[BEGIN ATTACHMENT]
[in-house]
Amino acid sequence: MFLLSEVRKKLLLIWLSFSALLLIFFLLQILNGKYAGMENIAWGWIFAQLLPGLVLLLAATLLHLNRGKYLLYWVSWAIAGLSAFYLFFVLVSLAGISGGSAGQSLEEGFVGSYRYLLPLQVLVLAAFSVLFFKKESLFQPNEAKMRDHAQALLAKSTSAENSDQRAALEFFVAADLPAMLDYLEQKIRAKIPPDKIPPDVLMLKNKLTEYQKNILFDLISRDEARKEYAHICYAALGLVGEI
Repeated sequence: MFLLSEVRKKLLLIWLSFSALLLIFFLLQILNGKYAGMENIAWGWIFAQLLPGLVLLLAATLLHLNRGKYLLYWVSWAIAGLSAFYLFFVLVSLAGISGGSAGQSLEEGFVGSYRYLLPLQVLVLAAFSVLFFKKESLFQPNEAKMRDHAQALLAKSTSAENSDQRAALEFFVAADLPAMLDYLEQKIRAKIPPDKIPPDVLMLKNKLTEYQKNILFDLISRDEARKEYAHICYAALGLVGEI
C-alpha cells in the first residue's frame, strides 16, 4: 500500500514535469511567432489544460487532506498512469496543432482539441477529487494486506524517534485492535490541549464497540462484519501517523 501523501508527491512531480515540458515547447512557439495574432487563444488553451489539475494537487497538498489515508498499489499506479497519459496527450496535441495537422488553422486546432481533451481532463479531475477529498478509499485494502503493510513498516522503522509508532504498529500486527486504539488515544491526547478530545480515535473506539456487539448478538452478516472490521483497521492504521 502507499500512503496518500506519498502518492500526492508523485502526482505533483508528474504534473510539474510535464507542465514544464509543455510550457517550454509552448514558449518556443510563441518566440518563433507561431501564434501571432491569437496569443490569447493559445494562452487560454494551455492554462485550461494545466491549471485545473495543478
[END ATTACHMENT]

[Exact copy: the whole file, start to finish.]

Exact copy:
[in-house]
Amino acid sequence: MFLLSEVRKKLLLIWLSFSALLLIFFLLQILNGKYAGMENIAWGWIFAQLLPGLVLLLAATLLHLNRGKYLLYWVSWAIAGLSAFYLFFVLVSLAGISGGSAGQSLEEGFVGSYRYLLPLQVLVLAAFSVLFFKKESLFQPNEAKMRDHAQALLAKSTSAENSDQRAALEFFVAADLPAMLDYLEQKIRAKIPPDKIPPDVLMLKNKLTEYQKNILFDLISRDEARKEYAHICYAALGLVGEI
Repeated sequence: MFLLSEVRKKLLLIWLSFSALLLIFFLLQILNGKYAGMENIAWGWIFAQLLPGLVLLLAATLLHLNRGKYLLYWVSWAIAGLSAFYLFFVLVSLAGISGGSAGQSLEEGFVGSYRYLLPLQVLVLAAFSVLFFKKESLFQPNEAKMRDHAQALLAKSTSAENSDQRAALEFFVAADLPAMLDYLEQKIRAKIPPDKIPPDVLMLKNKLTEYQKNILFDLISRDEARKEYAHICYAALGLVGEI
C-alpha cells in the first residue's frame, strides 16, 4: 500500500514535469511567432489544460487532506498512469496543432482539441477529487494486506524517534485492535490541549464497540462484519501517523 501523501508527491512531480515540458515547447512557439495574432487563444488553451489539475494537487497538498489515508498499489499506479497519459496527450496535441495537422488553422486546432481533451481532463479531475477529498478509499485494502503493510513498516522503522509508532504498529500486527486504539488515544491526547478530545480515535473506539456487539448478538452478516472490521483497521492504521 502507499500512503496518500506519498502518492500526492508523485502526482505533483508528474504534473510539474510535464507542465514544464509543455510550457517550454509552448514558449518556443510563441518566440518563433507561431501564434501571432491569437496569443490569447493559445494562452487560454494551455492554462485550461494545466491549471485545473495543478